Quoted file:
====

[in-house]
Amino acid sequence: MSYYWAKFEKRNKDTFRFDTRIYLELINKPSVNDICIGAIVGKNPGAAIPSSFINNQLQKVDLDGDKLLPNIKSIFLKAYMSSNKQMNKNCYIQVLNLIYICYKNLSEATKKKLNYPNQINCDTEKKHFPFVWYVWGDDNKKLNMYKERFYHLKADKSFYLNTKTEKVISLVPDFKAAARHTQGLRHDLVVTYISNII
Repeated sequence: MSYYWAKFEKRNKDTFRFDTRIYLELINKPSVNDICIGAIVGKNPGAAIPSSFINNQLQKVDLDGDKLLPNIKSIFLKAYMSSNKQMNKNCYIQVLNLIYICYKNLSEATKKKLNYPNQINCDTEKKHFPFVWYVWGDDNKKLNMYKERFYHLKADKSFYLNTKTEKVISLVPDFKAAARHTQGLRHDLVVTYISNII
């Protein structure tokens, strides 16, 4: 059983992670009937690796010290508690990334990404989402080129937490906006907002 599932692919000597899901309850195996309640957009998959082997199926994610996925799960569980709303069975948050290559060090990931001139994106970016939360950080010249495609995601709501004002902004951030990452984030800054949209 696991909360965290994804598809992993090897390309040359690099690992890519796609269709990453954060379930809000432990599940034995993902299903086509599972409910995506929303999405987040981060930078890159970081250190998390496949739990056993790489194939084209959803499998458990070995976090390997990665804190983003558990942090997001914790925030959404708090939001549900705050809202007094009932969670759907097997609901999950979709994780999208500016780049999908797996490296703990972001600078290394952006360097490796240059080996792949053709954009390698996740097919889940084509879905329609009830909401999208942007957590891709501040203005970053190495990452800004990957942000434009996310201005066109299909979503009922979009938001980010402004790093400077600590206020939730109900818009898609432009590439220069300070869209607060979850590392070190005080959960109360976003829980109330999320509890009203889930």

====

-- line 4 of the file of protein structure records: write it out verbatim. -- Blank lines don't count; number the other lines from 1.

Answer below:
């Protein structure tokens, strides 16, 4: 059983992670009937690796010290508690990334990404989402080129937490906006907002 599932692919000597899901309850195996309640957009998959082997199926994610996925799960569980709303069975948050290559060090990931001139994106970016939360950080010249495609995601709501004002902004951030990452984030800054949209 696991909360965290994804598809992993090897390309040359690099690992890519796609269709990453954060379930809000432990599940034995993902299903086509599972409910995506929303999405987040981060930078890159970081250190998390496949739990056993790489194939084209959803499998458990070995976090390997990665804190983003558990942090997001914790925030959404708090939001549900705050809202007094009932969670759907097997609901999950979709994780999208500016780049999908797996490296703990972001600078290394952006360097490796240059080996792949053709954009390698996740097919889940084509879905329609009830909401999208942007957590891709501040203005970053190495990452800004990957942000434009996310201005066109299909979503009922979009938001980010402004790093400077600590206020939730109900818009898609432009590439220069300070869209607060979850590392070190005080959960109360976003829980109330999320509890009203889930």